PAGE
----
There is a lot of excitement when packing your C section hospital bag. It’s that little reminder that your baby is going to be here soon. Packing your bag is a great activity to satisfying the inner nesting desires before the big day. A c section recovery will require a few different necessities to help you care for your post op surgical scar and your added time in the hospital. Most moms will spend 3-5 days in the hospital versus 1-2 days with a vaginal delivery.
Although I have not personally had a c section before I have polled several c section moms to get their go to c section hospital bag must haves.
Why You Want to Be Prepared?
Even if you have a scheduled c section things don’t always go as planned. You could go into labor early or other symptoms may require you to have to bump up your scheduled date. My advice is pack that bag at about 37 weeks so you can be prepared whenever your baby decides to make their entrance into the world.
What not to pack in your C section hospital bag
If you are having a hospital delivery, the hospital will often provide most of the items you will need. To avoid overpacking you will want to leave these items off of your c section hospital bag checklist, as it will just end up sitting in your bag and taking up precious space. Some hospital rooms can be small so only packing the things that you need can improve your overall experience in the hospital.
What you don’t need:
- mesh underwear
- abdominal binder
- large menstrual pads
- peri bottle
- water Bottle
- baby clothes
Ultimate C Section Hospital Bag Checklist
Heading into your c section you will need a few essentials to start with. A good birth plan can effectively communicate your desires prior to your c section to your care team to improve your overall hospital experience. This includes things like skin to skin, baby feeding, and partner support. This can inform your providers of your specific goals and preferences for surgery and the immediate recovery period.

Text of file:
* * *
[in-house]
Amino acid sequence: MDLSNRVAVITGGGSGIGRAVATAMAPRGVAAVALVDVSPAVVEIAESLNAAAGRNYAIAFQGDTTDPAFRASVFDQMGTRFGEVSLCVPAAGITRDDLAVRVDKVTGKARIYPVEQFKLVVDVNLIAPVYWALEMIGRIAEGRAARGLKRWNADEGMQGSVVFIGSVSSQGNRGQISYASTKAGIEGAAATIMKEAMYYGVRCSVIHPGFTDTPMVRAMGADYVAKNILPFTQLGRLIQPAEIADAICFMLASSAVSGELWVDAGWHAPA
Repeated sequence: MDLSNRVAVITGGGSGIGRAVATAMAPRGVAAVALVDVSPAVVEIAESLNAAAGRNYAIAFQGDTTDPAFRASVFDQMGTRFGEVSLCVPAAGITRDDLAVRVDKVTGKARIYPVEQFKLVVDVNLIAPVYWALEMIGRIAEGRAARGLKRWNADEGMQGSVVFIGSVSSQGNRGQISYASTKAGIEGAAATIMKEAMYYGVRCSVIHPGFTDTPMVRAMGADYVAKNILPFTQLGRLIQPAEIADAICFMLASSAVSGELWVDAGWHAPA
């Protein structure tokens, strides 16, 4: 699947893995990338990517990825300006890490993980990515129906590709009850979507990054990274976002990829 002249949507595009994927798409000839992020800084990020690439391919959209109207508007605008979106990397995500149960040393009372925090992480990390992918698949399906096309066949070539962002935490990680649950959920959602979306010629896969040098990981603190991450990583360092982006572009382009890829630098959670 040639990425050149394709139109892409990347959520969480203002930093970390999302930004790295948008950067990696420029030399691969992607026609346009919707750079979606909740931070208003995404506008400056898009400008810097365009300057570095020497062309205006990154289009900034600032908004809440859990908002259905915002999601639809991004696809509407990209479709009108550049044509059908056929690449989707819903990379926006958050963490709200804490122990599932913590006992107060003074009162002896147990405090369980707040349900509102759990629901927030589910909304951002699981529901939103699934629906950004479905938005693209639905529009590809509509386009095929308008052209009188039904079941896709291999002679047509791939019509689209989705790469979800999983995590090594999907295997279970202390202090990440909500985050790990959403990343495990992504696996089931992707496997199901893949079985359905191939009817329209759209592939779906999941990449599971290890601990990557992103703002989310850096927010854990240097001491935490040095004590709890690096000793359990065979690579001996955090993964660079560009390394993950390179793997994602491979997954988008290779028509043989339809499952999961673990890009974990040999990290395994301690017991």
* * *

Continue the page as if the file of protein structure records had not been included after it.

You also need to bring with you a folder to hold all the paperwork you will receive during your stay. You will receive a lot of education and instruction while in the hospital. It is unlikely you will remember it all so hold onto all your papers.
Bring a notebook to write down all the names of medical providers that took care of you or your newborn. You will receive many hospital bills postpartum. This detailed will ensure you are being billed appropriately, so you can quickly settle any issues with your insurance provider.
A notebook can be a great place to write down questions you have during your stay. When your OBGYN, Pediatrician, or other medical staff do their rounds you can remember all the questions you might have had earlier in the day.
Mom’s Must Haves
It is so nice to have your own clothing while in the hospital. A good labor and nursing gown is a great option to wear after you get to your room postoperatively. It has easy access options for assessment of your incision, evaluating bleeding, and it will allow you to breastfeed.
After the first day or two you may want to get out of the gown and into more comfortable clothing. I suggest a comfy PJ set or sweats set that is high waisted and will not sit on top of your incision. Ensure the top has easy breastfeeding access as you will be feeding every 2-3 hours to help establish your milk supply.
A lightweight robe the first few days is also a great option in the hospital and great to have at home during the postpartum period.
Packing a nice warm open front sweater or cardigan is essential as most hospital rooms are quite cold. A warm blanket should also be on your list to help you stay warm and help you get some restful sleep.
An important part of your c section recovery will be walking. You want to have some slippers that you can slip on without bending over or some non slip socks so you can get up and moving. I personally don’t mind the hospital issued socks, because I don’t want to take home any of the germs from the hospital floor. Do what works for you.